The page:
abstract = "Patient-reported outcome measures (PROMs) are important tools to inform patients, clinicians, and policy-makers about the patients{\textquoteright} clinical need and the effectiveness of any given treatment. Consistent PROM use can promote early symptom detection, help identify unexpected treatment responses and improve therapeutic engagement. Very few studies have examined associations between patient characteristics and PROM data collection. We used the electronic mental health records for 28,382 children and young people (aged 4-17 years) accessing Child and Adolescent Mental Health Services (CAMHS) across four South London boroughs between the 1st of January 2008 to the 1st of October 2017. We examined the completion rates of the caregiver Strengths and Difficulties Questionnaire (SDQ), a ubiquitous PROM for CAMHS at baseline and 6-month follow-up. SDQs were present for approximately 40% (n=11,212) of the sample at baseline, and from these only 8% (n=928) had a follow up SDQ. Patterns of unequal PROM collection by socio-demographic factors were identified: males were more likely (aOR 1.07, 95% CI 1.01-1.13), whilst older age (aOR 0.87, 95% CI 0.87-0.88), Black (aOR 0.79 95% CI 0.74-0.84) and Asian ethnicity (aOR 0.75 95% CI 0.66-0.86) relative to White ethnicity, and residence within the most deprived neighbourhood (aOR 0.87 95% CI 0.80-0.94) were less likely to have a record of baseline SDQ. Similar results were found in the sub-group (n=11,212) with follow up SDQ collection, which indicate systematic differences in the currently available PROMS data and the groups that require increased focus if we are to gain equitable PROM collection. We need to ensure representative PROM collection for all individuals accessing treatment, regardless of ethnic or socio-economic background; biased data has adverse ramifications for policy and service level decision-making. ",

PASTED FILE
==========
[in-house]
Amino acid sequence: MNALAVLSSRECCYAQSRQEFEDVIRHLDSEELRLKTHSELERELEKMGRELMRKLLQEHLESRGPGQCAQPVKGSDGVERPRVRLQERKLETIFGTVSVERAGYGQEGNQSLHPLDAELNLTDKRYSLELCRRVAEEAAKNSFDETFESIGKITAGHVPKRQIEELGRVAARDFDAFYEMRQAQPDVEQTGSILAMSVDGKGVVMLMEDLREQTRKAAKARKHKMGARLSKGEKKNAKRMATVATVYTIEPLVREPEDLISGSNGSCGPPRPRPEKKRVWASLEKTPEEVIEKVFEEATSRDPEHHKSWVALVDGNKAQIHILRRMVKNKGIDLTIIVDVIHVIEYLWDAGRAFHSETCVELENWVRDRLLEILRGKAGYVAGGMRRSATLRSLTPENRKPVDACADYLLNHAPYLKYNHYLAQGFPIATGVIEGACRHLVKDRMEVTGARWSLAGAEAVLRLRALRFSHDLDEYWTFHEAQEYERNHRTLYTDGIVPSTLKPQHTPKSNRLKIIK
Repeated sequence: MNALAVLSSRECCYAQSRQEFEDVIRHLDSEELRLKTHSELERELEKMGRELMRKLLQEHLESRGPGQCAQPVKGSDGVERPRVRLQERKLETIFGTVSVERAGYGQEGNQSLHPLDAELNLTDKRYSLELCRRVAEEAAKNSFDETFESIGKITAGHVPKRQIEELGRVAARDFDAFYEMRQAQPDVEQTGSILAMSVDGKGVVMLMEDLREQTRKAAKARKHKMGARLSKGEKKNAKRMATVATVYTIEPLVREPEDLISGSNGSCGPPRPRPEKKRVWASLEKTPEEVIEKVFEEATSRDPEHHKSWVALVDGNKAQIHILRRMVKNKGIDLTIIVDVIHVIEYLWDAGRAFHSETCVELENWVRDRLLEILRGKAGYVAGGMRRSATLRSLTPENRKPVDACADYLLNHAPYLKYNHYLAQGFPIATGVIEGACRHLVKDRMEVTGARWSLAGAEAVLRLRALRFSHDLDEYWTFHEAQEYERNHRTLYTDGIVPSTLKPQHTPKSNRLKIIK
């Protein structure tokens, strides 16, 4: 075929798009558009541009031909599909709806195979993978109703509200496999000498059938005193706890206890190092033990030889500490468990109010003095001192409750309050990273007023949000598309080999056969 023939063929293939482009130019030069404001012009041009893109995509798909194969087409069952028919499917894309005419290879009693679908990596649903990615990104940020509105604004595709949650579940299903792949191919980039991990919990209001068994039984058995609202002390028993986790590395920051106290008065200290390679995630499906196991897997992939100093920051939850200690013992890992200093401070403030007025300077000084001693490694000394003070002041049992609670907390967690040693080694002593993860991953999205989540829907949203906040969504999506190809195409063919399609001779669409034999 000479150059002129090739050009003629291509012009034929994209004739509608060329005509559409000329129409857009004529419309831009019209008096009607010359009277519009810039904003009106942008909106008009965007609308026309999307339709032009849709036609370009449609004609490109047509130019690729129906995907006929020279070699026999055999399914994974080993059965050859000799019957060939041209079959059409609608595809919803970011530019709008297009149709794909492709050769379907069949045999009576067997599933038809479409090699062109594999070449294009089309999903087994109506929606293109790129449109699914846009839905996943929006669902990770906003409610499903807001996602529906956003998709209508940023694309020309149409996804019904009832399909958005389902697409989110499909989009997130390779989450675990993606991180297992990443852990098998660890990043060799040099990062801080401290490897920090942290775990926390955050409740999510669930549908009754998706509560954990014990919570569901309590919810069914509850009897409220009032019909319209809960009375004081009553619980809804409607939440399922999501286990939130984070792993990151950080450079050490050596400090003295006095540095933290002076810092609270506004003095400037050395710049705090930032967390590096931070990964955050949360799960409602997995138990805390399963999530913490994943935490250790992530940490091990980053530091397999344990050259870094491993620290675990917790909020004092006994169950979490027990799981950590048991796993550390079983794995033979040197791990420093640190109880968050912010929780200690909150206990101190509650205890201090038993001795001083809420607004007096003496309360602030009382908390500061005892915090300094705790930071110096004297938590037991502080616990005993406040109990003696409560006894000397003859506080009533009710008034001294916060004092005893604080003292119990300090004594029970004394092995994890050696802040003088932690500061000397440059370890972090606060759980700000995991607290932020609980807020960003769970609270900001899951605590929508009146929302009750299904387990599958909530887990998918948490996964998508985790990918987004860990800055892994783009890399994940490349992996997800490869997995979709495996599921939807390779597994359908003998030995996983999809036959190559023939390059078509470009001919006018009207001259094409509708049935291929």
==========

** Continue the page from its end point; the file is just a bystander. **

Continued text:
author = "Anna Morris and Alastair Macdonald and Omer Moghraby and A. Stringaris and Richard Hayes and Emily Simonoff and Tamsin Ford and Johnny Downs",
year = "2020",
month = jun,
day = "16",
language = "English",
journal = "Child and Adolescent Mental Health",
issn = "1475-357X",
publisher = "Wiley-Blackwell",

}

RIS (suitable for import to EndNote) Download

TY - JOUR

T1 - Socio-demographic factors associated with routine outcome monitoring: a historical cohort study of 28,382 young people accessing child and adolescent mental health services

AU - Morris, Anna

AU - Macdonald, Alastair

AU - Moghraby, Omer

AU - Stringaris, A.

AU - Hayes, Richard

AU - Simonoff, Emily

AU - Ford, Tamsin

AU - Downs, Johnny

PY - 2020/6/16

Y1 - 2020/6/16